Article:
Tom Henyey then introduced Dr. Patrick Muffler, the western regional geologist for the USGS based in Menlo Park, California. Dr. Muffler said he was "pleased to be [there] representing Chip Groat, director of the [United States] Geological Survey in Reston, Virginia." From the USGS point of view, he said he wanted to emphasize how "scientifically fruitful" the partnership with SCEC has been, and that the USGS looks forward to more collaboration with SCEC in the future. He called the results of the Phase III report "exciting, good stuff" that should complement the Advanced National Seismic System under development by the USGS. Thanking the group for giving him the opportunity to speak at the press conference, Dr. Muffler said he anticipates seeing many more refinements to this kind of study, and in general, "more interesting [results] coming out of SCEC in the next few years."

Jim Davis (CDMG) discusses his department's involvement in the Phase III project.

Ed Bortugno (OES) speculates on the possible application of Phase III results.

The next official introduced by Tom Henyey was Dr. James Davis, the state geologist for the California Department of Conservation's Division of Mines and Geology (CDMG). On behalf of all the CDMG staff, Davis said it "has been our pleasure" to have worked with SCEC "since its inception over 10 years ago." He said he wanted to "observe the contributions that the state has made scientifically to [the Phase III] effort" and also "consider... some of the public policy applications the state is responsible for applying in its effort to protect the safety and reduce the damage its citizens are subjected to."

Speaking of the Phase III report, Davis called it "a continuum point in the development of an increasingly rigorous understanding of the earthquake shaking potential in southern California." Indicating the CDMG map of rock "softness" data, referred to by Ned Field in his presentation, Davis said the CDMG was "delighted at the application of this data in Phase III." Noting that another of the state's contributions to the study was a set of data from the strong motion instrumentation program, Davis added that "the governor's office has chosen to put" a total of $6.8 million in funding toward "a statewide seismic mointoring network,... an expansion of TriNet, in the governor's budget for the coming year." This funding, he said, "will enhance and increase the activity of monitoring earthquakes in southern California" and expand "greatly the monitoring of earthquakes in northern California," both of which "are important to estimating the loss that is to be expected from future earthquakes."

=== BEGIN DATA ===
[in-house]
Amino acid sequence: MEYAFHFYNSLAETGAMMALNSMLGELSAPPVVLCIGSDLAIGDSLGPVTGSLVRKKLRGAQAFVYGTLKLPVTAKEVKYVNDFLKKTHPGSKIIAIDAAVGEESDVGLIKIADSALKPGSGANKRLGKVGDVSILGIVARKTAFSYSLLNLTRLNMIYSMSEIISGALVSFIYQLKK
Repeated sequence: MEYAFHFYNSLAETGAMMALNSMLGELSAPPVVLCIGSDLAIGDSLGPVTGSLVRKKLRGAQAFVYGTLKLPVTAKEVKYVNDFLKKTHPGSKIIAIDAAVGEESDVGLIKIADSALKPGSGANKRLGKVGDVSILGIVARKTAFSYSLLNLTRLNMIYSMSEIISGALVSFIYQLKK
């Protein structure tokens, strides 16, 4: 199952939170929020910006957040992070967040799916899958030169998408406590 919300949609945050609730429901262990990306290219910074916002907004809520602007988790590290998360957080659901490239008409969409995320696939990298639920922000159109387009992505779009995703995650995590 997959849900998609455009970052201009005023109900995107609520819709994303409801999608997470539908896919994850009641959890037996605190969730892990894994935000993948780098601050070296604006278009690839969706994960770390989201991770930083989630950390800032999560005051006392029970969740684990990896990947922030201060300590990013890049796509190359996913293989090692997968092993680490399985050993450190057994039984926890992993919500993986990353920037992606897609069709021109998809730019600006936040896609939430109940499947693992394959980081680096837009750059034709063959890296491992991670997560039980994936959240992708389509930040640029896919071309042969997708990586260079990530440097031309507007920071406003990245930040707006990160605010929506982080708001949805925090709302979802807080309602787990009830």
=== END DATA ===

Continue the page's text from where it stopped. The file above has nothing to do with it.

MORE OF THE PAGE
Next up at the podium was Ed Bortugno, senior geologist for the California Governor's Office of Emergency Services (OES), representing the director of the OES, Dallas Jones. He thanked SCEC, the USGS and the CDMG for inviting the OES to comment on what he called "this new important research." According to Bortugno, one of the "prime responsibilities" of the OES "is to provide good loss information" after any kind of destructive event. This information can be used to ask for federal funds if the event becomes a "presidentially declared disaster." As an example of the importance of making accurate loss estimates, he explained that, within about 24 hours after the Northridge earthquake, the computer model used then by the OES "estimated about $13 to 15 billion in damage," while the actual damage figures "are probably closer to about $40 billion." "So," Bortugno said, "information such as [the Phase III report] is going to only help us improve these estimates."

Bortugno said that "another use of loss modeling" is the "prioritization of mitigation in California." He pointed out that while we have good building codes now, we have "a large number of old buildings that were built prior to these... building codes," and so "we need to begin the process of retrofitting these structures to make them safer." Information like that in the Phase III report, Bortugno claimed, "is going to help us prioritize those areas where we need to do it first."

Ellis Stanley (City of LA) address the importance of Phase III to emergency preparedness personnel.

Lucy Jones (USGS) addresses the audience and fields questions.

The next official to speak was Ellis Stanley, general manager of the Emergency Preparedness Department for the City of Los Angeles. From his point of view, the most important thing about the announcement of the new Phase III results is likely to be their impact on the process of planning and development that goes on in the city of Los Angeles. He remarked that 25 years ago, when he started working in the field of emergency preparedness, or even "as recently as Northridge," no one had this kind of information to take before the city council and argue persuasively for the implementation of stronger safety standards or a prioritization of areas with buildings in need of seismic retrofit. Mr. Stanley also suggested that the work behind today's announcement could add realism to future emergency preparedness drills, like the "full-scale unannounced test" of response in the wake of a simulated magnitude 6.8 earthquake on the Palos Verdes fault zone to occur sometime in the near future. Finally, he added that he hoped that this report and the efforts of SCEC partnerships would better "help citizens understand their potential hazard."

Finally, Tom Henyey introduced Dr. Lucy Jones, who he called southern California's "earthquake mom" (she is locally famous for appearing with her sons on post-earthquake TV coverage) and who is now scientist-in-charge of the earthquake hazards program of southern California at the office of the USGS in Pasadena. She prefaced her remarks by stating that she was speaking that day in three different capacities: as a scientist of SCEC, as a federal official trying to reduce the earthquake hazard in southern California, and as a citizen of southern California.